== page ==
Hindus of the Madras Presidency protested against these measures. Lakshminarasu Chetty presided over a protest meeting at the Pachaiyappa's College on October 7, 1846 in which it was resolved to send a memorandum to the Court of Directors of the British East India Company, their efforts were successful and moves to introduce Christian theology in the curriculum were disbanded. In 1853, the government, once again tried to introduce the Bible into the educational curriculum but its efforts were thwarted by George Norton, John Bruce Norton and Lakshminarasu Chetty. Peasants in various parts of the Madras Presidency were subjected to cruel punishments and made to carry heavy loads on their backs if they failed to pay taxes on time. In 1854, with the assistance of Danby Seymour, a member of the House of Commons of the United Kingdom, Lakshminarasu Chetty tried to induce the British authorities to investigate the methods of torture inflicted by these revenue collectors. In July 1854, Seymour tried to introduce a motion in the British Parliament.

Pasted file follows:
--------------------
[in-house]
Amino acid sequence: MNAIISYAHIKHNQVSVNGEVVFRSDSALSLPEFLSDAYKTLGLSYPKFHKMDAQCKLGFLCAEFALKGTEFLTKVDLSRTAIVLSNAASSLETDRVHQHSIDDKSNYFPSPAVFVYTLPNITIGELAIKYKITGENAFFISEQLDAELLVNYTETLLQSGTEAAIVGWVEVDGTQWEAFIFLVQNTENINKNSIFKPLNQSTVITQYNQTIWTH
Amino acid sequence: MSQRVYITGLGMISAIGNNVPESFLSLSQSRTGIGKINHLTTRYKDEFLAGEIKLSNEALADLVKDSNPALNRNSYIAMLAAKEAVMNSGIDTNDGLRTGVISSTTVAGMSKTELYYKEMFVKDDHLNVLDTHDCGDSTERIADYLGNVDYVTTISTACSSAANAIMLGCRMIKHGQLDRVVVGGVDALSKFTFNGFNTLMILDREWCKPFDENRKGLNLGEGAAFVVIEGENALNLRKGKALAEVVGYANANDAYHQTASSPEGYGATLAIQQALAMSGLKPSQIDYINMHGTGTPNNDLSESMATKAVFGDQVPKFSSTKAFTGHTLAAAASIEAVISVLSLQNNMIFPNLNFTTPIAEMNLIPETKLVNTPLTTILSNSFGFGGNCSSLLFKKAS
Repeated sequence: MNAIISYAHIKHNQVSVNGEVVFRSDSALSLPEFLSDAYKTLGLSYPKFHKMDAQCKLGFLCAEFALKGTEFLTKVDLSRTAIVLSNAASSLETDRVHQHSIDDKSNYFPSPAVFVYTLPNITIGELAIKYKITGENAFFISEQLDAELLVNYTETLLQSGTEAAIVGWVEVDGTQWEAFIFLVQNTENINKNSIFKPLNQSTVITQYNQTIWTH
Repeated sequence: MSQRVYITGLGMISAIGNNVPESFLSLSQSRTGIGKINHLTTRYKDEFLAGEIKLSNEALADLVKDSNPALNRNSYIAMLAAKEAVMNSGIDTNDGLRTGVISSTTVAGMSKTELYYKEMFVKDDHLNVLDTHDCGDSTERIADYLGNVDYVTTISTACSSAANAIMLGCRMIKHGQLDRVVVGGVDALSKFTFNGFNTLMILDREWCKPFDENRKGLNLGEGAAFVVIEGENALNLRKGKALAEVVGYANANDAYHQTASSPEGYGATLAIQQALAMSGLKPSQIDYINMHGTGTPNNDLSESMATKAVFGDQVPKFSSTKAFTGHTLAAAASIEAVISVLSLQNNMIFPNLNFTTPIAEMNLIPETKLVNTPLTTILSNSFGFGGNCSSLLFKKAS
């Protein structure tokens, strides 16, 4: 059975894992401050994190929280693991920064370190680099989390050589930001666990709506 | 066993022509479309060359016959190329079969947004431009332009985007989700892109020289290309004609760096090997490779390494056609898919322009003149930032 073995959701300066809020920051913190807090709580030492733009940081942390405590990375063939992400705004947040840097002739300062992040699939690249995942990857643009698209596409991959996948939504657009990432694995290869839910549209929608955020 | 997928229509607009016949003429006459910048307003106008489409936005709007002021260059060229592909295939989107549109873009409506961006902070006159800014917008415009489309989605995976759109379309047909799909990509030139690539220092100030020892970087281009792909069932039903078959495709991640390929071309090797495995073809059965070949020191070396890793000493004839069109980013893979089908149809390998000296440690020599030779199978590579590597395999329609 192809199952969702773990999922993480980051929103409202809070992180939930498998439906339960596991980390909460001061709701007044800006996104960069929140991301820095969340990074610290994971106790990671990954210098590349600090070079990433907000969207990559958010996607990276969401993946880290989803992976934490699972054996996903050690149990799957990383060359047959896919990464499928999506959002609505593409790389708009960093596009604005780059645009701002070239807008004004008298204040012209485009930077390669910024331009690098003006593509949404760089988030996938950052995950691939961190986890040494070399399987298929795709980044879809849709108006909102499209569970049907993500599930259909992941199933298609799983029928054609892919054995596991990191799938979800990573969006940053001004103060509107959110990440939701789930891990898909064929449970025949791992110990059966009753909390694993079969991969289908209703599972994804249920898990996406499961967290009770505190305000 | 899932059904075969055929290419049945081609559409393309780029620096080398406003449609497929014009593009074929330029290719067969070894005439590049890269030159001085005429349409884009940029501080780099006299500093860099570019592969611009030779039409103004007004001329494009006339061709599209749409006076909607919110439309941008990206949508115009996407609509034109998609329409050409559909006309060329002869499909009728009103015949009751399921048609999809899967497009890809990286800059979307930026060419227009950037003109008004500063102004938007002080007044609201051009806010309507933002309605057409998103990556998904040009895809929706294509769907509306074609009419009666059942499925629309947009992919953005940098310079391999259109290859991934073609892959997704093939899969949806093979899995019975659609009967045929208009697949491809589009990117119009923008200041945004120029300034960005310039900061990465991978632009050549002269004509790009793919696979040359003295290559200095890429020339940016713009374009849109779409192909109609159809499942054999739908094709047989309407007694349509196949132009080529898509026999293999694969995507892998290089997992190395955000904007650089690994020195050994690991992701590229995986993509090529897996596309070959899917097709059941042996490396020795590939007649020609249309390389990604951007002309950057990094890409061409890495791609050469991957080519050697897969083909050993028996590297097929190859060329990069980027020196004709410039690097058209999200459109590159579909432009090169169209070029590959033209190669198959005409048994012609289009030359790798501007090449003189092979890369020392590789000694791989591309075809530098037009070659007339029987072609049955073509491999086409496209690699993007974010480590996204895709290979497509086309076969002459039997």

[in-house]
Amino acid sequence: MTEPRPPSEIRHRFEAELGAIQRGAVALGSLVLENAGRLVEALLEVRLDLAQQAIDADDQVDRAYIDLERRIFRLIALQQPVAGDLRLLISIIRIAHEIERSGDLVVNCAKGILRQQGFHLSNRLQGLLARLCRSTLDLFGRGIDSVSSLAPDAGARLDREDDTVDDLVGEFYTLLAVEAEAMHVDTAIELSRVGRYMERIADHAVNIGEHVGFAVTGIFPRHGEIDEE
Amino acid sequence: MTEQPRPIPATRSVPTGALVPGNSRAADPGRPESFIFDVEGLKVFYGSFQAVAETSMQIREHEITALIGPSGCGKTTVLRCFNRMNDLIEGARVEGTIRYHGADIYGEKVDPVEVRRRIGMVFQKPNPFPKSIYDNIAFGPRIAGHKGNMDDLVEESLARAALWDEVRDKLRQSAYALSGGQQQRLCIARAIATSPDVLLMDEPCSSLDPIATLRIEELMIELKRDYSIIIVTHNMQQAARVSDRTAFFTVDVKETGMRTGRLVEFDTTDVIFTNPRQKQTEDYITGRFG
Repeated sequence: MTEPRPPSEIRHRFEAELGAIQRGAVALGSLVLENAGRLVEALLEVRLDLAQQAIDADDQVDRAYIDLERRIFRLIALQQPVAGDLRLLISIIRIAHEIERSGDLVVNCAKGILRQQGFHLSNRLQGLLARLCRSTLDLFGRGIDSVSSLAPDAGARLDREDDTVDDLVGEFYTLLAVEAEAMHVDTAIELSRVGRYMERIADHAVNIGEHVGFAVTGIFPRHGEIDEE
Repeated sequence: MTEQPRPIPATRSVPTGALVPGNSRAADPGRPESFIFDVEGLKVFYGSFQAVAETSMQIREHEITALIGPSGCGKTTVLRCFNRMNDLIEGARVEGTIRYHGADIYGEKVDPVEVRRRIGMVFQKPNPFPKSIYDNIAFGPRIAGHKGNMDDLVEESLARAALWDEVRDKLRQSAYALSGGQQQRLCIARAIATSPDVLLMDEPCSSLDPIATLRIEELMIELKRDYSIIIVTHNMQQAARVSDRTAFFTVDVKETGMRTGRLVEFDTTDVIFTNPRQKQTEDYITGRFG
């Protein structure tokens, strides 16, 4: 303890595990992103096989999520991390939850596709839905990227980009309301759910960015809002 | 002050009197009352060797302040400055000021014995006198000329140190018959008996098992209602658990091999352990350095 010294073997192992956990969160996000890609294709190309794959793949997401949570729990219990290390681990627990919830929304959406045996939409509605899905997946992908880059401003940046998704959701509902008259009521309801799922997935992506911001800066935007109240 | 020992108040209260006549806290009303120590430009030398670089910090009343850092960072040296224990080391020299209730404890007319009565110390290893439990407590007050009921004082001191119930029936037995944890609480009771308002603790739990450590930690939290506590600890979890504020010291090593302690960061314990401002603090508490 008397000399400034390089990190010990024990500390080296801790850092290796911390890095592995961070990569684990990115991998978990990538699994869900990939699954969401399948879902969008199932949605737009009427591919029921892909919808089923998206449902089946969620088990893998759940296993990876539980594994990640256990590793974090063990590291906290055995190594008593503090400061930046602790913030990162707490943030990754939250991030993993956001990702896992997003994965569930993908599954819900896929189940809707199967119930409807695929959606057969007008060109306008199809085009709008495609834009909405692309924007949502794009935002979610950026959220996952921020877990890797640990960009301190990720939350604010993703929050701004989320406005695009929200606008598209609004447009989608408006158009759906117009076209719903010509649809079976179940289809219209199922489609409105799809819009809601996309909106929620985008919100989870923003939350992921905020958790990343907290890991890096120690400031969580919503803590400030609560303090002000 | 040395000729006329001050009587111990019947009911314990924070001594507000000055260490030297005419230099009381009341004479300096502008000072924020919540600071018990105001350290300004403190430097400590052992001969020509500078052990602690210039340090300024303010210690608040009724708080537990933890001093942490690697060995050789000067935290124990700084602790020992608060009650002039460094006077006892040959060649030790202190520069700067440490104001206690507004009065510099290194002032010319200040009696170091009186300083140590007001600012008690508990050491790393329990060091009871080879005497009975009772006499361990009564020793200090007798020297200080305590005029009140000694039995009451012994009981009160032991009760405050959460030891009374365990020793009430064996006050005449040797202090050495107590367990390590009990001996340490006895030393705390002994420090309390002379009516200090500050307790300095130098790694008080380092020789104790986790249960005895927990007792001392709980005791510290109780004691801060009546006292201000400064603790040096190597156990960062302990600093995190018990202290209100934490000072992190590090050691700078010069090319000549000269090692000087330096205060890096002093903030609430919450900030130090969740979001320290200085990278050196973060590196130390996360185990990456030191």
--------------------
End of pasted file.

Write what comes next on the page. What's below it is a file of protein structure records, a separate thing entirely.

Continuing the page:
Sir C. Wood, President of the India Board, responded by appointing a Torture Commission in September 1854, to investigate the conduct of revenue officials. Further pressure was put by a petition signed by Lakshminarasu Chetty and other Indians, presented in the House of Lords on April 14, 1856. Lakshminarasu established Madras Native Association as a platform for educated Indians to protest against any injustice on the part of the British, it was the first Indian political organization in the Madras Presidency. Lakshminarasu, the founder, served as its first President, his plans had been to establish a branch of the British Indian Association in Madras but he decided in favour of a separate organization. P. Somasundaram Chettiar, a close associate of Lakshminarasu, served as the Secretary of the organization; the organization locked horns with Christian missionaries. In 1852, the Madras Native Association presented a detailed list of grievances to the British Parliament, it was read out at the House of Lords on February 25, 1853 by the Earl of Ellenborough along with a petition from the inhabitants of Manchester that a minister and council for India be appointed and that they be made responsible directly to the British monarch.
Lakshminarasu Chetty followed it up with another petition in 1855. This petition signed by over 14,000 people beseached the British Crown to take the administration of India directly under its control; these petitions resulted in the curtailment of the powers of the British East India Company cul